Women of Mystery: The Lives and Works of Notable Women Crime Novelists

December 16, 2014 - Comment

In this remarkable book, Martha Hailey DuBose has given those multitudes of readers who love the mystery novel an indispensable addition to their libraries. Unlike other works on the subject, Women of Mystery is not merely a directory of the novelists and their publications with a few biographical details. DuBose combines extensive research into the

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In this remarkable book, Martha Hailey DuBose has given those multitudes of readers who love the mystery novel an indispensable addition to their libraries. Unlike other works on the subject, Women of Mystery is not merely a directory of the novelists and their publications with a few biographical details. DuBose combines extensive research into the lives of significant women mystery writers from Anna Katherine Green and Mary Roberts Rinehart with critical essays on their work, anecdotes, contemporary reviews and opinions and some of the women’s own comments. She takes us through the Golden Age of the British women mystery writers, Christie, Sayers, Marsh, Allingham and Tey, to the leading crime novelists of today, focused on the women who have become legends of the genre. And though she laments, “so many mysteries, so little time,” she makes a good effort a mentioning “some of the best of the rest.”

When DuBose writes of the lives of her principal players, she relates them to their times, their families, their personal situations and above all to their books. She subtly points out that Sayers, whose experience with the men in her life was inevitably disastrous, created in Lord Peter the ideal lover — one who is all that a woman desires and needs. DuBose gives us the curriculum vitae that Dorothy Sayers created to help her bring Peter Wimsey to a virtual actuality. Ngaio Marsh would give up an active presence in the theatrical world she loved, but she recreated it for herself as well as her readers in many of her novels. The biographies of these woman are as engrossing as the stories they wrote, and Martha DuBose has shined a different, intimate and intriguing light on them, their works, and the lives that informed those works.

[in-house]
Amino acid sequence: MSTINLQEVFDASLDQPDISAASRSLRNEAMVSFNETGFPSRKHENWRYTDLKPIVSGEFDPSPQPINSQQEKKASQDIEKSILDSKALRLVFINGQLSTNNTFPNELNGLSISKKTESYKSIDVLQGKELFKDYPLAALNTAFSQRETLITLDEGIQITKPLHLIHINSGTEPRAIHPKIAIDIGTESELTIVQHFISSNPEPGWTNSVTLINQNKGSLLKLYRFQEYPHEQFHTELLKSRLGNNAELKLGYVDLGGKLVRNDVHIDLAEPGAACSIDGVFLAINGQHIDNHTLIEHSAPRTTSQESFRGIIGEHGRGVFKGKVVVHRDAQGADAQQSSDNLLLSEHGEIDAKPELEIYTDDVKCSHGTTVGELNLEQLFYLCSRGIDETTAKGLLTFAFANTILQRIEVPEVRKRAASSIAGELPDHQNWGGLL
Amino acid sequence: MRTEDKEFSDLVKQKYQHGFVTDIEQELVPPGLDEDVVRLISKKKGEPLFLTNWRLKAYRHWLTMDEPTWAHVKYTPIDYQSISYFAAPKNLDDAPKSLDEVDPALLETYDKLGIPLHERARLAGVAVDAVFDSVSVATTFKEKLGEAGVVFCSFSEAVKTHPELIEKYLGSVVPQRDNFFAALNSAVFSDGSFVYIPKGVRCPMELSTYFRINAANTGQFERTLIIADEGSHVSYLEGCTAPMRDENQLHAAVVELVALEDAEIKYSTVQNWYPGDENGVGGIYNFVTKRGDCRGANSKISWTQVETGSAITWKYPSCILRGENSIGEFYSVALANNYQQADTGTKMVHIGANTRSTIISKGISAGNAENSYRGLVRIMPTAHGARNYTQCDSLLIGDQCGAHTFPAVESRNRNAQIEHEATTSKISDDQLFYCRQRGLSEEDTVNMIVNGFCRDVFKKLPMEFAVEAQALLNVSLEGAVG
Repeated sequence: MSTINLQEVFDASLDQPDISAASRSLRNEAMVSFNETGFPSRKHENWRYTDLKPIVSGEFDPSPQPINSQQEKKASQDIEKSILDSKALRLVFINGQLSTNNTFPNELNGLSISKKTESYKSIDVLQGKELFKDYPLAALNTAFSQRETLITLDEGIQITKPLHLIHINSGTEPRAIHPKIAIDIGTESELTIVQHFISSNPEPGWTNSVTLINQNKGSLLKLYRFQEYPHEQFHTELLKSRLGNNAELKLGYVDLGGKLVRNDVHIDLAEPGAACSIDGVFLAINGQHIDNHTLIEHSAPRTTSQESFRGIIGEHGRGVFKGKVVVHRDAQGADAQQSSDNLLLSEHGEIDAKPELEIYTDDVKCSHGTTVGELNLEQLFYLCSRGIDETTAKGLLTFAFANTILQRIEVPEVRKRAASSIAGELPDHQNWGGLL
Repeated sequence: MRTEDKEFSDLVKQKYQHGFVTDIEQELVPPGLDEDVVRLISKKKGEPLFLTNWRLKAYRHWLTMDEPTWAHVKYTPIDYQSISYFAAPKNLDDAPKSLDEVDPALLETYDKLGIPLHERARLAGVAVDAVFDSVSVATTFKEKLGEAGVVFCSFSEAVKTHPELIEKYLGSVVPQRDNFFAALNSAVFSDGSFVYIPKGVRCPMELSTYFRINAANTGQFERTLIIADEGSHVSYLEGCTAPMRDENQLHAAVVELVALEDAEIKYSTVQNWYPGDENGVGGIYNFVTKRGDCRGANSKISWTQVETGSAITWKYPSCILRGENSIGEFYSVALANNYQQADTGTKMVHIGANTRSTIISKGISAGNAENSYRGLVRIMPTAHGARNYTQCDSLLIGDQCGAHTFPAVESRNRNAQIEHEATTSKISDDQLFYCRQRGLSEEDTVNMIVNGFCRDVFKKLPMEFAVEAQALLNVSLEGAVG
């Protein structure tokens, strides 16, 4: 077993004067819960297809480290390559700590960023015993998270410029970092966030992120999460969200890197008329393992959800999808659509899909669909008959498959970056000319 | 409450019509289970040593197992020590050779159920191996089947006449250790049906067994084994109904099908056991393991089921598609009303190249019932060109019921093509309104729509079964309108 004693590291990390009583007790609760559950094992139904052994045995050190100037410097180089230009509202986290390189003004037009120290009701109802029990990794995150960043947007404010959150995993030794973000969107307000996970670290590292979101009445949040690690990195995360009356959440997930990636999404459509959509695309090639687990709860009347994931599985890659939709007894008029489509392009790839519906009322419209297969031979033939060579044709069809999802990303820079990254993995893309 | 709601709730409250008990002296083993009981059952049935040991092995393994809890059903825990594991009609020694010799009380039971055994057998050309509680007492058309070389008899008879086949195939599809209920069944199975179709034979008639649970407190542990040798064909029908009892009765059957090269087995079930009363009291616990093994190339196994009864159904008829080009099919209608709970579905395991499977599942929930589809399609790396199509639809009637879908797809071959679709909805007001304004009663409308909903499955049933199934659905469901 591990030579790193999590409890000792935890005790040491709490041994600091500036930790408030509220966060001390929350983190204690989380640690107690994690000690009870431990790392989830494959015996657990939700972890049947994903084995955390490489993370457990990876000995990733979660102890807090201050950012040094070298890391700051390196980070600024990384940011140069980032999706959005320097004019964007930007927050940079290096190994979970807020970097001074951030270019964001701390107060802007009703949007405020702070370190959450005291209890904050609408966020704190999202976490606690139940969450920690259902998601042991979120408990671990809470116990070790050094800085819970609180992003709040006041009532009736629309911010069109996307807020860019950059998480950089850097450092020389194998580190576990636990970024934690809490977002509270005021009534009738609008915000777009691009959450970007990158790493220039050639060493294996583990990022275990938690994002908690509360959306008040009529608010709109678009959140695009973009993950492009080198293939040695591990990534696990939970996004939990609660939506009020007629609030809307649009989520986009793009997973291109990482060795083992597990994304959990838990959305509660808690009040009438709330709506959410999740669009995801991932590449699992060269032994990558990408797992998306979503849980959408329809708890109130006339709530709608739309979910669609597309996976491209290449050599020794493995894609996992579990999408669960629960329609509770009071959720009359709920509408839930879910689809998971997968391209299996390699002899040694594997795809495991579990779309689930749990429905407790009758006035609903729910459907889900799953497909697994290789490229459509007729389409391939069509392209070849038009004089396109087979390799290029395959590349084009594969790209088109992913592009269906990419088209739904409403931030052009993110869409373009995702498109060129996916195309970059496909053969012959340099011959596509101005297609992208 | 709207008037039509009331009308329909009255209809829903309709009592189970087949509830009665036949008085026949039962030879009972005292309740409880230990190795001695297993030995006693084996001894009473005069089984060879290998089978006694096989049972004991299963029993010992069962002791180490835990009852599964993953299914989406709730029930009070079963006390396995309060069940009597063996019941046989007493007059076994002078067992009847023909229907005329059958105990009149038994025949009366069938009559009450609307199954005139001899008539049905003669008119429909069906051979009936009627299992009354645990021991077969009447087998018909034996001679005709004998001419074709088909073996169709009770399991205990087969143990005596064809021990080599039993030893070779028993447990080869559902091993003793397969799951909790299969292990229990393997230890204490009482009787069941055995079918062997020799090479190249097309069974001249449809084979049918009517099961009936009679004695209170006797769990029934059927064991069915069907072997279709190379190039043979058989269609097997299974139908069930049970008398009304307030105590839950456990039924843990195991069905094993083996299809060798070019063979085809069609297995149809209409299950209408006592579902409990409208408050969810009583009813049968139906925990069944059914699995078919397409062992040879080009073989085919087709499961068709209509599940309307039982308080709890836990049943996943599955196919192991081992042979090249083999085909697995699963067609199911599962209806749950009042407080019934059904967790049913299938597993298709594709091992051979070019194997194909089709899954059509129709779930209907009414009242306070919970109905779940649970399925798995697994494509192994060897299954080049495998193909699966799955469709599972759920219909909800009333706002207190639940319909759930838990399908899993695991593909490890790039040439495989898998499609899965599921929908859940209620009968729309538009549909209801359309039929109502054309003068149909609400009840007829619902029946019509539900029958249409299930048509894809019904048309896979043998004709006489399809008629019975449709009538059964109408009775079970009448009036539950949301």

This book is so full of treasure it’s hard to see how any mystery enthusiast will be able to do without it. And what a gift it would make for anyone on your list who has been heard to announce “I love a mystery.”

Some of the treats inside:

In the Beginning: The Mothers of Detection
Anna Katherine Green
Mary Roberts Rinehart

A Golden Era: The Genteel Puzzlers
Agatha Christie
20 Dorothy L. Sayers
Ngaio Marsh
Margery Allingham
Josephine Tey

Modern Motives: Mysteries of the Murderous Mind
Patricia Highsmith
P.D. James
Ruth Rendell
Mary Higgins Clark
Sue Grafton and more!!

Comments

Harriet Klausner says:

A must read woork of non fiction dealing with mystery WOMEN OF MYSTERY looks into the lives of some of the all time great female authors of detective tales. The short biographies are divided into three eras: the beginning, the golden age, and the modern period. The “Beginning” occurs in the latter half of the nineteenth century into the early decades of the twentieth century. Though it lists short-short bios on others, this section chronicles two of the genre’s “grandmothers”, Green and Rinehart. The “Golden” age…

kellytwo "kellytwo" says:

Sumptuous, but — This book is indeed a surfeit of riches! My only complaint (and the reason for four stars instead of five) is that it is just simply too big for one volume. It’s chock-full of wonderful information presented in a very accessible manner, in which any fan of the GoldenAge mysteries would be interested. How much nicer it would have been for the reader (not to mention easier to hold!) if it had been done in two or three volumes. Granted, it might not be possible to do as thorough a biography of a…

P. Lozar "plozar" says:

Belongs in every mystery lover’s library As an avid mystery reader (and someone who’s dabbled in the genre myself), I was delighted to stumble across this book in the library. I’d already read biographies of some of the writers Dubose profiles (e.g., Sayers and Christie), but this book puts them in their social, historical, and literary context as well as describing their personal lives (which are often even more astonishing than their books). And I knew next to nothing about some of the foremothers of the mystery genre (e.g., Anna…

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